The Northwestern Anagram Test: Measuring Sentence Production in Primary Progressive Aphasia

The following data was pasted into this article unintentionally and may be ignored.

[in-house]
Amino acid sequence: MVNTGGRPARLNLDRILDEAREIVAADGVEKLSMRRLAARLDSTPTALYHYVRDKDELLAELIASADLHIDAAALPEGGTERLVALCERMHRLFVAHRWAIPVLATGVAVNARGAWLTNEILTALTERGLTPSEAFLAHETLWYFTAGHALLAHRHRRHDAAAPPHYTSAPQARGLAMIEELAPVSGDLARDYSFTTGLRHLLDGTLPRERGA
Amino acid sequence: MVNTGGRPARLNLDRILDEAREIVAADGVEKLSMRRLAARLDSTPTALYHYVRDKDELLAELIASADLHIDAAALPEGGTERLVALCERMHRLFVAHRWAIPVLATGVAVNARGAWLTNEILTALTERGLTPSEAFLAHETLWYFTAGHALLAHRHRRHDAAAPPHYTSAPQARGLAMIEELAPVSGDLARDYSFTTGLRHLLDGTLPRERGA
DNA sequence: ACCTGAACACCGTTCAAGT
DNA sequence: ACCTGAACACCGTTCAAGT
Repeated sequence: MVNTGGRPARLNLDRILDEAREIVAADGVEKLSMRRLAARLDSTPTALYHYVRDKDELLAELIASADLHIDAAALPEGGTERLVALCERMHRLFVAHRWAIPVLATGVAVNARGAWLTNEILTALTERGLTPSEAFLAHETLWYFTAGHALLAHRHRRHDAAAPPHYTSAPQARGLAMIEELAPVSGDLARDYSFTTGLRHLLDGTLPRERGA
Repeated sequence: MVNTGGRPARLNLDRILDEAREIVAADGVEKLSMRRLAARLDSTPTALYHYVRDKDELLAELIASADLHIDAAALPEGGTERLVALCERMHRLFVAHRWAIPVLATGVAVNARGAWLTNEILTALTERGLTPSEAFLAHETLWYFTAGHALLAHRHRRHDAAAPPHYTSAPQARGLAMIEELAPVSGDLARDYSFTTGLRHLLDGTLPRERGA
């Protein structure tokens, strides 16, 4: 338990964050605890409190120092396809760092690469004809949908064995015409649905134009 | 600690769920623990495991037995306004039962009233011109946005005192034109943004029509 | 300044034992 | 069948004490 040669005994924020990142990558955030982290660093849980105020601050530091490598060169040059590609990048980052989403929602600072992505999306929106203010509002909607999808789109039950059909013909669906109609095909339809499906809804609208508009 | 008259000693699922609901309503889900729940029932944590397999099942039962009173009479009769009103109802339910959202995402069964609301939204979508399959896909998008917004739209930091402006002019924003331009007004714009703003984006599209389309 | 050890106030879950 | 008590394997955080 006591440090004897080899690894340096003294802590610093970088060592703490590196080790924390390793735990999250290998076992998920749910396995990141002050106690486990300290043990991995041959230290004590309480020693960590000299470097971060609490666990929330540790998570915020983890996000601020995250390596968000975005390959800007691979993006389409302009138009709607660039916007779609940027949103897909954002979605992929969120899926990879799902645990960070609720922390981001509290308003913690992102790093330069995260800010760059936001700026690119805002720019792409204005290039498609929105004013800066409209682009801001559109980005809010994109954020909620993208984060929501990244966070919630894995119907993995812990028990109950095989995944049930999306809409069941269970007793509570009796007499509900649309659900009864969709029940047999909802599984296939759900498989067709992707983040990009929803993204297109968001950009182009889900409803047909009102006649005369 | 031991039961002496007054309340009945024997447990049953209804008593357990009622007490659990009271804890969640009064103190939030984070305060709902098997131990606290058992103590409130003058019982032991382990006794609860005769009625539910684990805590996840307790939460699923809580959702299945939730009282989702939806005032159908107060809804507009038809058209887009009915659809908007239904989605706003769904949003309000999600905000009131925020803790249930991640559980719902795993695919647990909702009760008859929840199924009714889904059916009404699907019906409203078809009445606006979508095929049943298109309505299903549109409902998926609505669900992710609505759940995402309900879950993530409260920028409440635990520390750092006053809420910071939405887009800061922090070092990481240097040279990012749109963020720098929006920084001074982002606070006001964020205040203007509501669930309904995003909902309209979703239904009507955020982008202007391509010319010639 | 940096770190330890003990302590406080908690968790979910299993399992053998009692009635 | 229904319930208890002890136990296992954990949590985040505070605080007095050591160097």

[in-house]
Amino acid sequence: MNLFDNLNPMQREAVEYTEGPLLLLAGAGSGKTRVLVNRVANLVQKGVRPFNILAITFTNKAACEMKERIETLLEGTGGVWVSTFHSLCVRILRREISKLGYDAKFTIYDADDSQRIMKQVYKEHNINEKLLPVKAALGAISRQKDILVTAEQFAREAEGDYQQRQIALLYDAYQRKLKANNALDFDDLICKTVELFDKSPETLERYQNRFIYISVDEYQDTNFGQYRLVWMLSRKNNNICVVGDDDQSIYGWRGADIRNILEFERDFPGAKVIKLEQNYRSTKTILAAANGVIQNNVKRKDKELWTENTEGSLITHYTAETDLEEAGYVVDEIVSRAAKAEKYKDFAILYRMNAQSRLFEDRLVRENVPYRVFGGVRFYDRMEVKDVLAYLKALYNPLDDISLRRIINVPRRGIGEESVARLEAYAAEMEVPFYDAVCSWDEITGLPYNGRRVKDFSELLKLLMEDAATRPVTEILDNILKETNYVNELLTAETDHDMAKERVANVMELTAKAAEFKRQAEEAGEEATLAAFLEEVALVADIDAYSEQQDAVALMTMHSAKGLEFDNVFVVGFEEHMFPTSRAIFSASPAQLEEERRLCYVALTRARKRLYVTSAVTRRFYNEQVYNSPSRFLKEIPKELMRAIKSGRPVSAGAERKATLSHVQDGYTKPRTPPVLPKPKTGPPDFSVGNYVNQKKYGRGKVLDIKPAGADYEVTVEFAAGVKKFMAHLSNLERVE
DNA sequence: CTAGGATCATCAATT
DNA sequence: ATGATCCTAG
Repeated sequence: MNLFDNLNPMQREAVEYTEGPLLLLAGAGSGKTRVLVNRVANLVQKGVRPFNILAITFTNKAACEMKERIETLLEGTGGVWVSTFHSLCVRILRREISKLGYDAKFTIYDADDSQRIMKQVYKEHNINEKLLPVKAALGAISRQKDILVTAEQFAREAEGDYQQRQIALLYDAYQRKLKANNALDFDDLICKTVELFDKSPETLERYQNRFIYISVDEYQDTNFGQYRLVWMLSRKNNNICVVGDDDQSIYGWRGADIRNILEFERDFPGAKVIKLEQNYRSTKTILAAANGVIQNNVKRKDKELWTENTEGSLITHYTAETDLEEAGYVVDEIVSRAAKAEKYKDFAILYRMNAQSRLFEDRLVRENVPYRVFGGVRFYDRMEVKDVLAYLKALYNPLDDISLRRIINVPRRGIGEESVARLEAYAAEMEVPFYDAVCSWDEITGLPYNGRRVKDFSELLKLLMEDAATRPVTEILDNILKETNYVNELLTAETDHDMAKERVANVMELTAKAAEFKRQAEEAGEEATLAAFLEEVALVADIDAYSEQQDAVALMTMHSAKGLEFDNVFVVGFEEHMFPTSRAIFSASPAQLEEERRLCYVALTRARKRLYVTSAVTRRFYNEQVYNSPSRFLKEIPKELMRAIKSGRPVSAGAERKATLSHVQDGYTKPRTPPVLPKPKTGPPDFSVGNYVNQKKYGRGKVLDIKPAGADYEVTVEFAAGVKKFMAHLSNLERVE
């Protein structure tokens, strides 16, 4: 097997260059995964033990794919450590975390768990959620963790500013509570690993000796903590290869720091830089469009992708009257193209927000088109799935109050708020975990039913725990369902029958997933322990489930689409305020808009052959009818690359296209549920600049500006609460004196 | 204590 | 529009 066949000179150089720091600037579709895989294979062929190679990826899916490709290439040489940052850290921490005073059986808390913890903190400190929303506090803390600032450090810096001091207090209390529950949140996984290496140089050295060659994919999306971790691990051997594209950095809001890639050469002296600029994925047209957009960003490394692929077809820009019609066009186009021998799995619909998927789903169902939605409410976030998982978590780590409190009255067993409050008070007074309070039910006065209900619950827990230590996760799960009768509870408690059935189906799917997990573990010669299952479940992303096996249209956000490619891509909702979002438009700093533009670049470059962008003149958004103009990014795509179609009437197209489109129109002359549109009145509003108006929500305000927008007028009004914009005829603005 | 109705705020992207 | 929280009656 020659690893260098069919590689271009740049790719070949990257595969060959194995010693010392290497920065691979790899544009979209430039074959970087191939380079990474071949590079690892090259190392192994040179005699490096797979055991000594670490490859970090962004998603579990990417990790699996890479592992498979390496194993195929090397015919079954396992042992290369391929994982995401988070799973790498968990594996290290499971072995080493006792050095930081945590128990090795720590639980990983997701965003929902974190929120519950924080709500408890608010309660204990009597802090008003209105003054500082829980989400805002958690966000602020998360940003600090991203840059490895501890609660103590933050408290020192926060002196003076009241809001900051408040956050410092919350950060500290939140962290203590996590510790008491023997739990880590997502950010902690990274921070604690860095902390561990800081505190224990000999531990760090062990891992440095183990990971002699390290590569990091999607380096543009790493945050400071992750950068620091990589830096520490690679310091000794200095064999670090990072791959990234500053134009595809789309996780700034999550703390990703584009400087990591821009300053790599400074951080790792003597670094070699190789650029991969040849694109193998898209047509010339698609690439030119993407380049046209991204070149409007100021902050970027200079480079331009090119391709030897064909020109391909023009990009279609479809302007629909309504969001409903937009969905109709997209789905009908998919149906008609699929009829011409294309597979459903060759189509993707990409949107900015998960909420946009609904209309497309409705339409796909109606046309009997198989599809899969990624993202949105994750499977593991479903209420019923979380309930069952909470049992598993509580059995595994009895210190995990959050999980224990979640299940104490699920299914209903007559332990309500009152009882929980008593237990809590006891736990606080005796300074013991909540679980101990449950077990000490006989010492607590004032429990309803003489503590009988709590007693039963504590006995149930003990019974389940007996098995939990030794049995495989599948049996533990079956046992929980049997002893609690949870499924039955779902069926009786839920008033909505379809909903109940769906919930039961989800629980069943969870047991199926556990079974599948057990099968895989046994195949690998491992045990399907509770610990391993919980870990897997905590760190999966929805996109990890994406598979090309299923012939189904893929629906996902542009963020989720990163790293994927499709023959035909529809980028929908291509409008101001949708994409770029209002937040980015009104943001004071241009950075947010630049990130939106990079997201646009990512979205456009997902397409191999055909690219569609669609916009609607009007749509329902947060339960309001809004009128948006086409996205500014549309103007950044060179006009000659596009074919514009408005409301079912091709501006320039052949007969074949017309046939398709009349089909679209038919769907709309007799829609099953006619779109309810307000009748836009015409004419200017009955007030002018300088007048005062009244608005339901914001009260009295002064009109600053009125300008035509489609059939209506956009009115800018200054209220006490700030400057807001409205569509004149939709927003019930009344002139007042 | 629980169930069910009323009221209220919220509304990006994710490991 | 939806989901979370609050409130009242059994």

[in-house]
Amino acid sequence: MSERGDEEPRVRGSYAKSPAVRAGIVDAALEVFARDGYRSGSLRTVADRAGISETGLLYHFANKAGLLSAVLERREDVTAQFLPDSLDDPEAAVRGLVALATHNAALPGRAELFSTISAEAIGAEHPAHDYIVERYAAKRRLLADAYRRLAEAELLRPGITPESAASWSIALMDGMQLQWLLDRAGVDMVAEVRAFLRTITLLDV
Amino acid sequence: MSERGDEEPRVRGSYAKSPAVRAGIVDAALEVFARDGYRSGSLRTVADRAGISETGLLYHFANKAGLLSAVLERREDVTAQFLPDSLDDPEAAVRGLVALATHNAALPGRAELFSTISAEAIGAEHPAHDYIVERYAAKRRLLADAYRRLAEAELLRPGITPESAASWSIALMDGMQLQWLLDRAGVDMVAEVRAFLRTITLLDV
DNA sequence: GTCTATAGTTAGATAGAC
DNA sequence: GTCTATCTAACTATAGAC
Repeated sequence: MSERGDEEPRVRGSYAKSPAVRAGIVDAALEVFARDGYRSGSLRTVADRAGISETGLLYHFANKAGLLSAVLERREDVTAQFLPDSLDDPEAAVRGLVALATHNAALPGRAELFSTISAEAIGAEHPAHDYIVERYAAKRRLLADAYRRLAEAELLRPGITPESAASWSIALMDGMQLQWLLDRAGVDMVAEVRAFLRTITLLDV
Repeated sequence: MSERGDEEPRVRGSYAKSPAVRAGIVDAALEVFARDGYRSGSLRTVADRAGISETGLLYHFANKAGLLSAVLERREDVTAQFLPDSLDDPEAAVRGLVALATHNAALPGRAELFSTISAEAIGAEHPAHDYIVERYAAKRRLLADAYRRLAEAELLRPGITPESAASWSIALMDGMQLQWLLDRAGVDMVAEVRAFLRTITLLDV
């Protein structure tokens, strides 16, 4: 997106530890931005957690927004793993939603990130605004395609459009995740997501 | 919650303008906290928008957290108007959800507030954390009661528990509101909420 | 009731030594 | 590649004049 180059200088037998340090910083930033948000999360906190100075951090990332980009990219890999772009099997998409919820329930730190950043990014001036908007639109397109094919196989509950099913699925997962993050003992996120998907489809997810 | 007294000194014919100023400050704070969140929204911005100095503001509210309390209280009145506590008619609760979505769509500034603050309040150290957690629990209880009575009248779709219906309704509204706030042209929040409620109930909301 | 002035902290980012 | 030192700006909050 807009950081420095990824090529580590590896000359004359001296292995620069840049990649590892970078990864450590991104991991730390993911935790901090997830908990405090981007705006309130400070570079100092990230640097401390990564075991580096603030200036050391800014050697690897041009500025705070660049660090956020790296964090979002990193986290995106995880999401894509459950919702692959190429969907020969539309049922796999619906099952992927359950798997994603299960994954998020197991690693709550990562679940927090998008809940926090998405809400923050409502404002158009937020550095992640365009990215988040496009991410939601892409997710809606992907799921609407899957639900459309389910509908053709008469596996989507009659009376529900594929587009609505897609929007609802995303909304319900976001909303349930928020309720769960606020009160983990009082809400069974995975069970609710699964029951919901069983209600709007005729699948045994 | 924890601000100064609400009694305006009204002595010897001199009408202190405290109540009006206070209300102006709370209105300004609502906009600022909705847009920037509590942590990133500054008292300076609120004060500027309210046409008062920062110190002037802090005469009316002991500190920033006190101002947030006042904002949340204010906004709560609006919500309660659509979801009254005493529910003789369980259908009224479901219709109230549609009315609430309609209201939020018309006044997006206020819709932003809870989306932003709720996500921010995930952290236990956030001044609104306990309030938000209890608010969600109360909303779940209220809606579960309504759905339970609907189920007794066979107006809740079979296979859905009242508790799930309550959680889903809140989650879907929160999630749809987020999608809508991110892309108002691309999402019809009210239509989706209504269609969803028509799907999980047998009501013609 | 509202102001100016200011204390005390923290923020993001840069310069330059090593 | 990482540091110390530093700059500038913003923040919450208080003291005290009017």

AbstractPrimary progressive aphasia (PPA) is a clinical dementia syndrome with early symptoms of language dysfunction. Postmortem findings are varied and include Alzheimer disease and frontotemporal lobar degeneration (FTLD), both tauopathies and TAR DNA binding protein (TDP-43) proteinopathies. Clinical-pathological correlations in PPA are complex but the presence in the clinical profile of agrammatism has a high association with tauopathy. Grammatical competence is difficult to assess in the clinical setting with available methods. This article describes the Northwestern Anagram Test (NAT), a new clinical measure of sentence production. A total of 16 patients with PPA and their controls assembled single printed words to create sentences describing pictures. Northwestern Anagram Test performance was significantly correlated with a measure of sentence production and with aphasia severity but not with measures of naming, single word comprehension, object recognition, or motor speech. The NAT can be used to assess syntax competence when patients cannot be tested with measures that require intact speech production.